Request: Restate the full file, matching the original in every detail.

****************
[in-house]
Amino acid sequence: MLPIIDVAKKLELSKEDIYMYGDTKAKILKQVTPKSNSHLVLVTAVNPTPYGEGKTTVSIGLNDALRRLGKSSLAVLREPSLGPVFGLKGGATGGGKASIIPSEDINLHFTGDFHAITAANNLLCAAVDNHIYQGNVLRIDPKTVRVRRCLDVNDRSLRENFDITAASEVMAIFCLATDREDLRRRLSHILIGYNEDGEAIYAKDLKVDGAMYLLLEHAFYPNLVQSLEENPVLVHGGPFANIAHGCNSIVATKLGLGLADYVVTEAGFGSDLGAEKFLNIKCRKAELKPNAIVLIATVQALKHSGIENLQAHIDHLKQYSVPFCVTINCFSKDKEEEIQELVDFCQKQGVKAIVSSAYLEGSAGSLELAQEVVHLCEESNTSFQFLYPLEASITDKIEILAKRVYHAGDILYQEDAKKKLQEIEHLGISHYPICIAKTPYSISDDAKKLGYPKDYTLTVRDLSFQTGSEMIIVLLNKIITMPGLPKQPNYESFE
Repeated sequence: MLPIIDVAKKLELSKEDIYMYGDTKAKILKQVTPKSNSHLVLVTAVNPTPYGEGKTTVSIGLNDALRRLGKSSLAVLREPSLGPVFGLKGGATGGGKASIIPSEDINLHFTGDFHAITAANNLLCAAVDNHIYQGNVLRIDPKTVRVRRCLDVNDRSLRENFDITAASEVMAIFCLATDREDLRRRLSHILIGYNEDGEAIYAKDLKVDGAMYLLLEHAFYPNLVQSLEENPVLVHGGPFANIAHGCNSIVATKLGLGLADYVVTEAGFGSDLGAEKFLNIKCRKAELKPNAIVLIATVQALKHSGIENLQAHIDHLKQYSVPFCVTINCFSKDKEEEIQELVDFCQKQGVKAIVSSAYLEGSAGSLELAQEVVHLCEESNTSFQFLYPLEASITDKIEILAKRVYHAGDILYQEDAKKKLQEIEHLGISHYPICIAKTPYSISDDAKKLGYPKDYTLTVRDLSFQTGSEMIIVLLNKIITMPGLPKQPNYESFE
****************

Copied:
[in-house]
Amino acid sequence: MLPIIDVAKKLELSKEDIYMYGDTKAKILKQVTPKSNSHLVLVTAVNPTPYGEGKTTVSIGLNDALRRLGKSSLAVLREPSLGPVFGLKGGATGGGKASIIPSEDINLHFTGDFHAITAANNLLCAAVDNHIYQGNVLRIDPKTVRVRRCLDVNDRSLRENFDITAASEVMAIFCLATDREDLRRRLSHILIGYNEDGEAIYAKDLKVDGAMYLLLEHAFYPNLVQSLEENPVLVHGGPFANIAHGCNSIVATKLGLGLADYVVTEAGFGSDLGAEKFLNIKCRKAELKPNAIVLIATVQALKHSGIENLQAHIDHLKQYSVPFCVTINCFSKDKEEEIQELVDFCQKQGVKAIVSSAYLEGSAGSLELAQEVVHLCEESNTSFQFLYPLEASITDKIEILAKRVYHAGDILYQEDAKKKLQEIEHLGISHYPICIAKTPYSISDDAKKLGYPKDYTLTVRDLSFQTGSEMIIVLLNKIITMPGLPKQPNYESFE
Repeated sequence: MLPIIDVAKKLELSKEDIYMYGDTKAKILKQVTPKSNSHLVLVTAVNPTPYGEGKTTVSIGLNDALRRLGKSSLAVLREPSLGPVFGLKGGATGGGKASIIPSEDINLHFTGDFHAITAANNLLCAAVDNHIYQGNVLRIDPKTVRVRRCLDVNDRSLRENFDITAASEVMAIFCLATDREDLRRRLSHILIGYNEDGEAIYAKDLKVDGAMYLLLEHAFYPNLVQSLEENPVLVHGGPFANIAHGCNSIVATKLGLGLADYVVTEAGFGSDLGAEKFLNIKCRKAELKPNAIVLIATVQALKHSGIENLQAHIDHLKQYSVPFCVTINCFSKDKEEEIQELVDFCQKQGVKAIVSSAYLEGSAGSLELAQEVVHLCEESNTSFQFLYPLEASITDKIEILAKRVYHAGDILYQEDAKKKLQEIEHLGISHYPICIAKTPYSISDDAKKLGYPKDYTLTVRDLSFQTGSEMIIVLLNKIITMPGLPKQPNYESFE